Apollo DSKY Display Glows Again

We love seeing old technology brought back to life, especially when it’s done in the context of how the device was originally intended to be used. And double points when it’s space gear, like what [Curious Marc] and his usual merry band of cohorts did when they managed to light up a couple of real Apollo DSKY displays.

The “Display and Keyboard” formed the human interface to the Apollo Guidance Computer, the purpose-built machine that allowed Apollo missions to fly to the Moon, land safely, and return to Earth. Complete DSKYs are hard to come by, but a lucky collector named [Marcel] was able to score a pair of the electroluminescent panels, one a prototype and one a flight-qualified spare. He turned them over to AGC guru [Carl Claunch], who worked out all the details of getting the display working again —  a non-trivial task with a device that needs 250 volts at 800 Hertz.

The first third of the video below mostly concerns the backstory of the DSKY displays and the historical aspects of the artifacts; skip to around the 12:30 mark to get into the technical details, including the surprising use of relays to drive the segments of the display. It makes sense once you realize that mid-60s transistors weren’t up to the task, and it must have made the Apollo spacecraft a wonderfully clicky place. We were also intrigued by the clever way the total relay count was kept to a minimum, by realizing that not every combination of segments was valid for each seven-segment display.

The video has a couple of cameos, like [Ben Krasnow], no slouch himself when it comes to electroluminescent displays and DSKY replicas. We also get a glimpse of well-known component slicer and MOnSter 6502-tamer [TubeTime] too. Continue reading “Apollo DSKY Display Glows Again”

Hackaday Links Column Banner

Hackaday Links: July 18, 2021

Tell the world that something is in short supply, and you can bet that people will start reacting to that news in the ways that make the most sense to them — remember the toilet paper shortage? It’s the same with the ongoing semiconductor pinch, except that since the item in short supply is (arguably) more valuable than toilet paper, the behavior and the risks people are willing to take around it are even more extreme. Sure, we’ve seen chip hoarding, and a marked rise in counterfeit chips. But we’d imagine that this is the first time we’ve seen chip smuggling quite like this. The smuggler was caught at the Hong Kong-Macao border with 256 Core i7 and i9 processors, valued at about $123,000, strapped to his legs and chest. It reminds us more of “Midnight Express”-style heroin smuggling, although we have to say we love the fact that this guy chose a power of 2 when strapping these babies on.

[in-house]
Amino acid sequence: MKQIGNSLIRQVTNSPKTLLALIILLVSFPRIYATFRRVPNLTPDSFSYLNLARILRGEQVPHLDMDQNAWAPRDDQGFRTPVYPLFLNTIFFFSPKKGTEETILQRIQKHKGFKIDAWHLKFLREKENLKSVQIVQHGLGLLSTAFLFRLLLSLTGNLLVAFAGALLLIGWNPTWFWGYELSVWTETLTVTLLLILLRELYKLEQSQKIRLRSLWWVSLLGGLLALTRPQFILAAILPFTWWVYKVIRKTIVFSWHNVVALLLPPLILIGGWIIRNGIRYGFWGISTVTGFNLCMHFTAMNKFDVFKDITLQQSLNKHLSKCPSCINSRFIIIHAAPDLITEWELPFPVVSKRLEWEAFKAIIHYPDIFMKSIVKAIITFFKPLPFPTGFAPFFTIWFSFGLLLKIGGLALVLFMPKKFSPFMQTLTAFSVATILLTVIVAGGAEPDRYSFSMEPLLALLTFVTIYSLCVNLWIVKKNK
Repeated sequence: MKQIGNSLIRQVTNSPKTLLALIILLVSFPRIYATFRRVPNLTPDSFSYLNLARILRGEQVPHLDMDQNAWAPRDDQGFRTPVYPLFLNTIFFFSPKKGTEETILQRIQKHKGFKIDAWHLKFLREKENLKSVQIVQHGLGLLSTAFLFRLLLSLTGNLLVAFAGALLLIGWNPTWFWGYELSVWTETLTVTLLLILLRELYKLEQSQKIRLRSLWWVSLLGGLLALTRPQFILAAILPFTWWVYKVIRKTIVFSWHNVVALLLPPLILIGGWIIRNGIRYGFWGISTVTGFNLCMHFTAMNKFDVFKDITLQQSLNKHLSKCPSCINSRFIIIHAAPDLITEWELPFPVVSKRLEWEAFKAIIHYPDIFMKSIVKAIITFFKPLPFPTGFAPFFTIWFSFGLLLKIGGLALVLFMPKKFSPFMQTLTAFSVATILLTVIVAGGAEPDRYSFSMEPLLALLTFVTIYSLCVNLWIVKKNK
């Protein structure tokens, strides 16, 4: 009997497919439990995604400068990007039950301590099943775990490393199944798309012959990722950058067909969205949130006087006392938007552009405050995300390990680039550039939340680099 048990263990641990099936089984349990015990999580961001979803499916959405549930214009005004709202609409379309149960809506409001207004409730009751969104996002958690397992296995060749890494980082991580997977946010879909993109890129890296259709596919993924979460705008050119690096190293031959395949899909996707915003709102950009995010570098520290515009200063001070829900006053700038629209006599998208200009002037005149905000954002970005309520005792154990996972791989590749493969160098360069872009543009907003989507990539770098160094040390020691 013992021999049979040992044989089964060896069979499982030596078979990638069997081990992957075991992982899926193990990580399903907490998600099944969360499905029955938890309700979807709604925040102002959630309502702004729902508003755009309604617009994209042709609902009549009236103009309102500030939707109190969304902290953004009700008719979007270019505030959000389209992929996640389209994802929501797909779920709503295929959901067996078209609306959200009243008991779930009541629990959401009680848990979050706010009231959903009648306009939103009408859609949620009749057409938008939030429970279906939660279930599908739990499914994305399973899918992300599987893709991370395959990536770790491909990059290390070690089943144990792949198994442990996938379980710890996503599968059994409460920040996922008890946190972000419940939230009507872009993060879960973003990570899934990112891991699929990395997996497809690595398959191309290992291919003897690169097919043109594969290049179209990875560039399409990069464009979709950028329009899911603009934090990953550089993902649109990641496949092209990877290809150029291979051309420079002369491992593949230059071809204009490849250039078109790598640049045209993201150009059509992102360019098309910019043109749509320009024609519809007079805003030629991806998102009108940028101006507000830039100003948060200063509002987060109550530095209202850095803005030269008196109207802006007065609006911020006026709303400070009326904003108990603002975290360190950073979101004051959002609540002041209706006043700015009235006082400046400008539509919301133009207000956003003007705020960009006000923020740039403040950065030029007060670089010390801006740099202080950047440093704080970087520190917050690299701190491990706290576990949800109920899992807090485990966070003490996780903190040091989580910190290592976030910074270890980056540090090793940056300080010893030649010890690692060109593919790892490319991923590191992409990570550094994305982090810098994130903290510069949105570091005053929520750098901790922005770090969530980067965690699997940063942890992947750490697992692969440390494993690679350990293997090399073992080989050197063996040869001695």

Speaking of big money, let’s say you’ve pulled off a few chip heists without getting caught, and have retired from the smuggling business. What is one to do with the ill-gotten gains? Apparently, there’s a big boom in artifacts from the early days of console gaming, so you might want to start spreading some money around there. But you’d better prepare to smuggle a lot of chips: last week, an unopened Legend of Zelda cartridge for the NES sold for $870,000 at auction. Not to be outdone, two days later someone actually paid $1.56 million for a Super Mario 64 cartridge, this time apparently still in the tamperproof container that displayed it on a shelf somewhere in 1996. Nostalgia can be an expensive drug.

And it’s not just video games that are commanding high prices these days. If you’ve got a spare quarter million or so, why not bid on this real Apollo Guidance Computer and DSKY? The AGC is a non-flown machine that was installed in LTA-8, the “lunar test article” version of the Landing Module (LM) that was used for vacuum testing. If the photos in the auction listing seem familiar, it’s with good reason: this is the same AGC that was restored to operating condition by Carl Claunch, Mike Stewart, Ken Shiriff, and Marc Verdiell. Sotheby’s estimates the value at $200,000 to $300,000; in a world of billionaire megalomaniacs with dreams of space empires, we wouldn’t be surprised if a working AGC went for much, much more than that.

Meanwhile, current day space exploration is going swimmingly. Just this week NASA got the Hubble Space Telescope back online, which is great news for astronomers. And on Mars, the Ingenuity helicopter just keeps on delivering during its “operations demonstration” mission. Originally just supposed to be a technology demonstration, Ingenuity has proven to be a useful companion to the Perseverance rover, scouting out locations of interest to explore or areas of hazard to avoid. On the helicopter’s recent ninth flight, it scouted a dune field for the team, providing photographs that showed the area would be too dangerous for the rover to cross. The rover’s on-board navigation system isn’t great at seeing sand dunes, so Ingenuity’s images are a real boon to mission planners, not to mention geologists and astrobiologists, who are seeing promising areas of the ancient lakebed to explore.